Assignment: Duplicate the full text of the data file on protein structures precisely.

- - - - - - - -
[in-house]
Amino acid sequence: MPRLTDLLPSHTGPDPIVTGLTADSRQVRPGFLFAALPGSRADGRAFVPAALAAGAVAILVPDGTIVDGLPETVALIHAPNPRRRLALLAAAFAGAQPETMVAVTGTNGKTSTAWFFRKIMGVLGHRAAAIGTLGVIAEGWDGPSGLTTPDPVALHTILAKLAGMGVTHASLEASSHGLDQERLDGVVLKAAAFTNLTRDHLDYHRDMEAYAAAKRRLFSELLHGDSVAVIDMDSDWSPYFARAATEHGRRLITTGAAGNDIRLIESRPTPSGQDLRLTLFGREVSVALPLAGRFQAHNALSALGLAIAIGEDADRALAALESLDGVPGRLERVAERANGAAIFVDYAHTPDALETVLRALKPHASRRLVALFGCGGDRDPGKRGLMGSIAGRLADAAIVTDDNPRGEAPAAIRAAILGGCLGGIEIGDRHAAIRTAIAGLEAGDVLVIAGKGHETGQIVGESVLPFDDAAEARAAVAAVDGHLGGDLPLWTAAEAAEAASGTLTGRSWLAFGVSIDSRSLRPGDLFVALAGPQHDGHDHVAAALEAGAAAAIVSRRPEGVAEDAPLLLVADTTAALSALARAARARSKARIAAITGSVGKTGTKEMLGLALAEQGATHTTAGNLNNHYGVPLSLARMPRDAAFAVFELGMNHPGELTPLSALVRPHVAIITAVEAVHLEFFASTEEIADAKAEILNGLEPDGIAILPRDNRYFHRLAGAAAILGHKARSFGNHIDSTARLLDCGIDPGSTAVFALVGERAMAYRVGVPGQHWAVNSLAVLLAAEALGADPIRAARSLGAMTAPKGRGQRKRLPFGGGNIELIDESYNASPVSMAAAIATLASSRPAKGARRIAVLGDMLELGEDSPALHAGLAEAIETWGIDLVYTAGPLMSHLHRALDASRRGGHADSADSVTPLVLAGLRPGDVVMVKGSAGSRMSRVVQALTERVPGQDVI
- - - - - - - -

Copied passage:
[in-house]
Amino acid sequence: MPRLTDLLPSHTGPDPIVTGLTADSRQVRPGFLFAALPGSRADGRAFVPAALAAGAVAILVPDGTIVDGLPETVALIHAPNPRRRLALLAAAFAGAQPETMVAVTGTNGKTSTAWFFRKIMGVLGHRAAAIGTLGVIAEGWDGPSGLTTPDPVALHTILAKLAGMGVTHASLEASSHGLDQERLDGVVLKAAAFTNLTRDHLDYHRDMEAYAAAKRRLFSELLHGDSVAVIDMDSDWSPYFARAATEHGRRLITTGAAGNDIRLIESRPTPSGQDLRLTLFGREVSVALPLAGRFQAHNALSALGLAIAIGEDADRALAALESLDGVPGRLERVAERANGAAIFVDYAHTPDALETVLRALKPHASRRLVALFGCGGDRDPGKRGLMGSIAGRLADAAIVTDDNPRGEAPAAIRAAILGGCLGGIEIGDRHAAIRTAIAGLEAGDVLVIAGKGHETGQIVGESVLPFDDAAEARAAVAAVDGHLGGDLPLWTAAEAAEAASGTLTGRSWLAFGVSIDSRSLRPGDLFVALAGPQHDGHDHVAAALEAGAAAAIVSRRPEGVAEDAPLLLVADTTAALSALARAARARSKARIAAITGSVGKTGTKEMLGLALAEQGATHTTAGNLNNHYGVPLSLARMPRDAAFAVFELGMNHPGELTPLSALVRPHVAIITAVEAVHLEFFASTEEIADAKAEILNGLEPDGIAILPRDNRYFHRLAGAAAILGHKARSFGNHIDSTARLLDCGIDPGSTAVFALVGERAMAYRVGVPGQHWAVNSLAVLLAAEALGADPIRAARSLGAMTAPKGRGQRKRLPFGGGNIELIDESYNASPVSMAAAIATLASSRPAKGARRIAVLGDMLELGEDSPALHAGLAEAIETWGIDLVYTAGPLMSHLHRALDASRRGGHADSADSVTPLVLAGLRPGDVVMVKGSAGSRMSRVVQALTERVPGQDVI